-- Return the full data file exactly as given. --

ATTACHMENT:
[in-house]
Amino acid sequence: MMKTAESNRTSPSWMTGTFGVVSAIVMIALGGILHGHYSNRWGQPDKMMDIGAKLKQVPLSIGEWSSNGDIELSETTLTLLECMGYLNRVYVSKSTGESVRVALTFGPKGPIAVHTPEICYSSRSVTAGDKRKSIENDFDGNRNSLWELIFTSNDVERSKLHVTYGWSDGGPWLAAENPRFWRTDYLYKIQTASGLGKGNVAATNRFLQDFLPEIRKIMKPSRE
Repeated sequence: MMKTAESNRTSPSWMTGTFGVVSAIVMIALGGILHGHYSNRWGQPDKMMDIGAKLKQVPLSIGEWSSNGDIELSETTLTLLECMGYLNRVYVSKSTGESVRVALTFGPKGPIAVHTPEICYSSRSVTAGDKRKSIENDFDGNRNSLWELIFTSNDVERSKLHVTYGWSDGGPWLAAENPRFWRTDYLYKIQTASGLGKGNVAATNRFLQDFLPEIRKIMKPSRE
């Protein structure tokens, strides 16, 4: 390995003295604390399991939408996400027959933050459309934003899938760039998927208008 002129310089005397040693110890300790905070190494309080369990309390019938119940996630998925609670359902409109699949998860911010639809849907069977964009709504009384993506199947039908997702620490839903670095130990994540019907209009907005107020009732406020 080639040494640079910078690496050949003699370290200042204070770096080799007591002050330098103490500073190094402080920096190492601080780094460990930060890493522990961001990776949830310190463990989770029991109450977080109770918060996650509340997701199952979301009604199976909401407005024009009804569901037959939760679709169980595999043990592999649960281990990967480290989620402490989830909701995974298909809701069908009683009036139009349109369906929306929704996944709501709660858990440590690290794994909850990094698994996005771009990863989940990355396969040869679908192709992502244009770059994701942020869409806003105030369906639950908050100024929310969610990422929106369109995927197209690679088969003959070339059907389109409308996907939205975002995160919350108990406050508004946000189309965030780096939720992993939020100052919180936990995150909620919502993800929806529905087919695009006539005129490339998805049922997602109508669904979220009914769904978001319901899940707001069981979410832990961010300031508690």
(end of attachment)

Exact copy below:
[in-house]
Amino acid sequence: MMKTAESNRTSPSWMTGTFGVVSAIVMIALGGILHGHYSNRWGQPDKMMDIGAKLKQVPLSIGEWSSNGDIELSETTLTLLECMGYLNRVYVSKSTGESVRVALTFGPKGPIAVHTPEICYSSRSVTAGDKRKSIENDFDGNRNSLWELIFTSNDVERSKLHVTYGWSDGGPWLAAENPRFWRTDYLYKIQTASGLGKGNVAATNRFLQDFLPEIRKIMKPSRE
Repeated sequence: MMKTAESNRTSPSWMTGTFGVVSAIVMIALGGILHGHYSNRWGQPDKMMDIGAKLKQVPLSIGEWSSNGDIELSETTLTLLECMGYLNRVYVSKSTGESVRVALTFGPKGPIAVHTPEICYSSRSVTAGDKRKSIENDFDGNRNSLWELIFTSNDVERSKLHVTYGWSDGGPWLAAENPRFWRTDYLYKIQTASGLGKGNVAATNRFLQDFLPEIRKIMKPSRE
């Protein structure tokens, strides 16, 4: 390995003295604390399991939408996400027959933050459309934003899938760039998927208008 002129310089005397040693110890300790905070190494309080369990309390019938119940996630998925609670359902409109699949998860911010639809849907069977964009709504009384993506199947039908997702620490839903670095130990994540019907209009907005107020009732406020 080639040494640079910078690496050949003699370290200042204070770096080799007591002050330098103490500073190094402080920096190492601080780094460990930060890493522990961001990776949830310190463990989770029991109450977080109770918060996650509340997701199952979301009604199976909401407005024009009804569901037959939760679709169980595999043990592999649960281990990967480290989620402490989830909701995974298909809701069908009683009036139009349109369906929306929704996944709501709660858990440590690290794994909850990094698994996005771009990863989940990355396969040869679908192709992502244009770059994701942020869409806003105030369906639950908050100024929310969610990422929106369109995927197209690679088969003959070339059907389109409308996907939205975002995160919350108990406050508004946000189309965030780096939720992993939020100052919180936990995150909620919502993800929806529905087919695009006539005129490339998805049922997602109508669904979220009914769904978001319901899940707001069981979410832990961010300031508690």